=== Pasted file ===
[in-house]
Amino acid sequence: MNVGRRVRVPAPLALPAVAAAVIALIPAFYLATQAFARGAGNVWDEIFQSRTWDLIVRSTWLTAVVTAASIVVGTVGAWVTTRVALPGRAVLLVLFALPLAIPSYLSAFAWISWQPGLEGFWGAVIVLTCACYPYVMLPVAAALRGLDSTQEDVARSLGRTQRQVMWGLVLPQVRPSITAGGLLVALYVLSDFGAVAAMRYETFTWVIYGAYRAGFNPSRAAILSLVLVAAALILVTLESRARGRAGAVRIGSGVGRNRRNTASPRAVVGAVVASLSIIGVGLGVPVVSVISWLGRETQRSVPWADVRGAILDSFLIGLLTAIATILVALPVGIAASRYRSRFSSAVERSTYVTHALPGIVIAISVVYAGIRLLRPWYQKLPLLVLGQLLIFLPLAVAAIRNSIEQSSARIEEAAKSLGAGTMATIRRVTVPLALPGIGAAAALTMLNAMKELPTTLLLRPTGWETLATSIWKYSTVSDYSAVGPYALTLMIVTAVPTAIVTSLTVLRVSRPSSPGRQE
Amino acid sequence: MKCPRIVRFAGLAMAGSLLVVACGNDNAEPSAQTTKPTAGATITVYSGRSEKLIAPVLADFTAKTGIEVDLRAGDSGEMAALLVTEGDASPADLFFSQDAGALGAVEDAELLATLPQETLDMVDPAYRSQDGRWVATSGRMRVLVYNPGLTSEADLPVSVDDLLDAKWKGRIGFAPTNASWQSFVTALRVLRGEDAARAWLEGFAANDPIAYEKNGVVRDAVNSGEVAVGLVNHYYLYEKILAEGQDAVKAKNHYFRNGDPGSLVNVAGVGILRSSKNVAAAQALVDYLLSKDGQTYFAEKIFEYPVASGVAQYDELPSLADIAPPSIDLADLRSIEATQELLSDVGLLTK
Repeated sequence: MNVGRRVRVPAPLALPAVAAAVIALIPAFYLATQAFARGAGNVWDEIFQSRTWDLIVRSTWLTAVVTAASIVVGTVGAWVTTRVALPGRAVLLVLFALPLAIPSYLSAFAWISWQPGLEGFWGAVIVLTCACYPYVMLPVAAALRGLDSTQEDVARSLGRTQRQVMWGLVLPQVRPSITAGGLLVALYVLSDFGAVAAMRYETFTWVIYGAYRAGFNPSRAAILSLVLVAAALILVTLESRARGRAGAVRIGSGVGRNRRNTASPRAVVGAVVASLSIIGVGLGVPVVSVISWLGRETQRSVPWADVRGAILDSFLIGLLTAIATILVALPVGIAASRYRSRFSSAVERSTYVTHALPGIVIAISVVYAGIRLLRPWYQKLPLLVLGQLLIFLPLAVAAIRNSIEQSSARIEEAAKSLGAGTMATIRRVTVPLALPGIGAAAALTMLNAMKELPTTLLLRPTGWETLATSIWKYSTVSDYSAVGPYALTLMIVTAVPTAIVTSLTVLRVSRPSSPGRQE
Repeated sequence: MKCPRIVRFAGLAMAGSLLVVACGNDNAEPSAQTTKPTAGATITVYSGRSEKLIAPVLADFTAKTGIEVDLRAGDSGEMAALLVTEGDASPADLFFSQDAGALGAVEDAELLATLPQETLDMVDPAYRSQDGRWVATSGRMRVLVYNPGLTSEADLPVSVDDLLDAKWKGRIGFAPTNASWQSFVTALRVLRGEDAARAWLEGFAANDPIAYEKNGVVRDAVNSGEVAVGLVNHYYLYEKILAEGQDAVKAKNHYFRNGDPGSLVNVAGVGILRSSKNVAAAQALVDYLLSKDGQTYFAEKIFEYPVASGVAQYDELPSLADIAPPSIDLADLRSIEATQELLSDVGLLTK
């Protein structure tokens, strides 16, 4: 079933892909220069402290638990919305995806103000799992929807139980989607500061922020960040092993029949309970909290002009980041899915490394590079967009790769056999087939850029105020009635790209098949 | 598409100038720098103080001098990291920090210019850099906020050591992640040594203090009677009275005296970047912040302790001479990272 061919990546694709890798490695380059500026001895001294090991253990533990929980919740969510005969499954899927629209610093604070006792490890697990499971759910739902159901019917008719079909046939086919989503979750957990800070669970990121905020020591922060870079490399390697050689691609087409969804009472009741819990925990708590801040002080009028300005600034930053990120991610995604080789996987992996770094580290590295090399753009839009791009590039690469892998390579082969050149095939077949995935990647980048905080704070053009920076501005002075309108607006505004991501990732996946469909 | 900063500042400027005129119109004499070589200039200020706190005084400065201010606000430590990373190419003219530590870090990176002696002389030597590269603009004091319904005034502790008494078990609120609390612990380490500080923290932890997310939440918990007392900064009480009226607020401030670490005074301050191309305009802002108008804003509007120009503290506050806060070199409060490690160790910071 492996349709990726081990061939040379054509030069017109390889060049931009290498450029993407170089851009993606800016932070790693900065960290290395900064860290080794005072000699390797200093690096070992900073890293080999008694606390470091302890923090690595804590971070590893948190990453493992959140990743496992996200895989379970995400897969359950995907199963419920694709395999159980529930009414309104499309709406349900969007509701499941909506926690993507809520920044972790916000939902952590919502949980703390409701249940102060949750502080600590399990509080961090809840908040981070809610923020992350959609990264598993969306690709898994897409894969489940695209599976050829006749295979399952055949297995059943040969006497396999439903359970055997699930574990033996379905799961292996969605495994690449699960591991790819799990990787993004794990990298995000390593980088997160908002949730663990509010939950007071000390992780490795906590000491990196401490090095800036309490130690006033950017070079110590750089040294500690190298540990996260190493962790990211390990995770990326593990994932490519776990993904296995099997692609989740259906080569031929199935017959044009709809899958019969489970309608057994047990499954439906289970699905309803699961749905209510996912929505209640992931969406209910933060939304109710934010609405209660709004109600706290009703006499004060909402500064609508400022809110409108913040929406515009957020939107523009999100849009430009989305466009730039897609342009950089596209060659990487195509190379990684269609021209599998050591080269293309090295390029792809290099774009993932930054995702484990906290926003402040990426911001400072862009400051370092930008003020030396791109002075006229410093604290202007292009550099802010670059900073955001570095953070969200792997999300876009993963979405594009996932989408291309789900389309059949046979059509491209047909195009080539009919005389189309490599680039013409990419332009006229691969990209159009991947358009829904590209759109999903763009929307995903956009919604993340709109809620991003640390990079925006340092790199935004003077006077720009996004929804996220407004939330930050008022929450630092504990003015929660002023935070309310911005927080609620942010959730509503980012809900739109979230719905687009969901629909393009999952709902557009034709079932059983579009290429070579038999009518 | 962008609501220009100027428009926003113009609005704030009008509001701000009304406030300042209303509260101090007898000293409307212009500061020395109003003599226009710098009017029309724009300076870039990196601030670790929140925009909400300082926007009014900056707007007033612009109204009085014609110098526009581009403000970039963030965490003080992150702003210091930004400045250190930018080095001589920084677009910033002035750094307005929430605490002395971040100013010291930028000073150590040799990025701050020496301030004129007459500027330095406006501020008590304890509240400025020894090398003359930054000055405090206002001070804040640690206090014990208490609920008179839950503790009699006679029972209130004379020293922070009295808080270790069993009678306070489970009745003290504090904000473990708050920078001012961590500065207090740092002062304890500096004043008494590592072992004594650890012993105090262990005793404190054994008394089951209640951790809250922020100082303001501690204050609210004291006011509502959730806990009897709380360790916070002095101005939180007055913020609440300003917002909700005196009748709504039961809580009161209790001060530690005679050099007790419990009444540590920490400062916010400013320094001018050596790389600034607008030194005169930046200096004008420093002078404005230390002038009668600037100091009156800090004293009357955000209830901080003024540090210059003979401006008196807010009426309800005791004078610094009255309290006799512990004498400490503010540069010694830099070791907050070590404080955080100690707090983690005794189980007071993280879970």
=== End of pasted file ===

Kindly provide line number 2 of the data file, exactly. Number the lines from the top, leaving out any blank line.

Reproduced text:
Amino acid sequence: MNVGRRVRVPAPLALPAVAAAVIALIPAFYLATQAFARGAGNVWDEIFQSRTWDLIVRSTWLTAVVTAASIVVGTVGAWVTTRVALPGRAVLLVLFALPLAIPSYLSAFAWISWQPGLEGFWGAVIVLTCACYPYVMLPVAAALRGLDSTQEDVARSLGRTQRQVMWGLVLPQVRPSITAGGLLVALYVLSDFGAVAAMRYETFTWVIYGAYRAGFNPSRAAILSLVLVAAALILVTLESRARGRAGAVRIGSGVGRNRRNTASPRAVVGAVVASLSIIGVGLGVPVVSVISWLGRETQRSVPWADVRGAILDSFLIGLLTAIATILVALPVGIAASRYRSRFSSAVERSTYVTHALPGIVIAISVVYAGIRLLRPWYQKLPLLVLGQLLIFLPLAVAAIRNSIEQSSARIEEAAKSLGAGTMATIRRVTVPLALPGIGAAAALTMLNAMKELPTTLLLRPTGWETLATSIWKYSTVSDYSAVGPYALTLMIVTAVPTAIVTSLTVLRVSRPSSPGRQE